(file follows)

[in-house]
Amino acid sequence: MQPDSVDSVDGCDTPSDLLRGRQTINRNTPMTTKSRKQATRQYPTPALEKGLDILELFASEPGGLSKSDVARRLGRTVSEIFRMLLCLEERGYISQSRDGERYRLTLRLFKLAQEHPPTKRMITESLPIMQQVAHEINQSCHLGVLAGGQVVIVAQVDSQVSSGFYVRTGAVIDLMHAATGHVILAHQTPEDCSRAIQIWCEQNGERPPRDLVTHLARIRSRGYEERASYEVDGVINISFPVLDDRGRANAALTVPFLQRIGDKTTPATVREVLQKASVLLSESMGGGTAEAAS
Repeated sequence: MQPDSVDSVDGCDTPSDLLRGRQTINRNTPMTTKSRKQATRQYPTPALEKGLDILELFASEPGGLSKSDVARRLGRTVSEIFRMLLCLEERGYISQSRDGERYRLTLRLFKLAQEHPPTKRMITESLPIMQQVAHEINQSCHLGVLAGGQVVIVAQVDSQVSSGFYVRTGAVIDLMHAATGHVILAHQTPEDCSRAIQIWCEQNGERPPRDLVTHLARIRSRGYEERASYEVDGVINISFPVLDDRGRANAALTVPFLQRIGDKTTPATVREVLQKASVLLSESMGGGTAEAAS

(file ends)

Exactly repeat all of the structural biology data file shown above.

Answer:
[in-house]
Amino acid sequence: MQPDSVDSVDGCDTPSDLLRGRQTINRNTPMTTKSRKQATRQYPTPALEKGLDILELFASEPGGLSKSDVARRLGRTVSEIFRMLLCLEERGYISQSRDGERYRLTLRLFKLAQEHPPTKRMITESLPIMQQVAHEINQSCHLGVLAGGQVVIVAQVDSQVSSGFYVRTGAVIDLMHAATGHVILAHQTPEDCSRAIQIWCEQNGERPPRDLVTHLARIRSRGYEERASYEVDGVINISFPVLDDRGRANAALTVPFLQRIGDKTTPATVREVLQKASVLLSESMGGGTAEAAS
Repeated sequence: MQPDSVDSVDGCDTPSDLLRGRQTINRNTPMTTKSRKQATRQYPTPALEKGLDILELFASEPGGLSKSDVARRLGRTVSEIFRMLLCLEERGYISQSRDGERYRLTLRLFKLAQEHPPTKRMITESLPIMQQVAHEINQSCHLGVLAGGQVVIVAQVDSQVSSGFYVRTGAVIDLMHAATGHVILAHQTPEDCSRAIQIWCEQNGERPPRDLVTHLARIRSRGYEERASYEVDGVINISFPVLDDRGRANAALTVPFLQRIGDKTTPATVREVLQKASVLLSESMGGGTAEAAS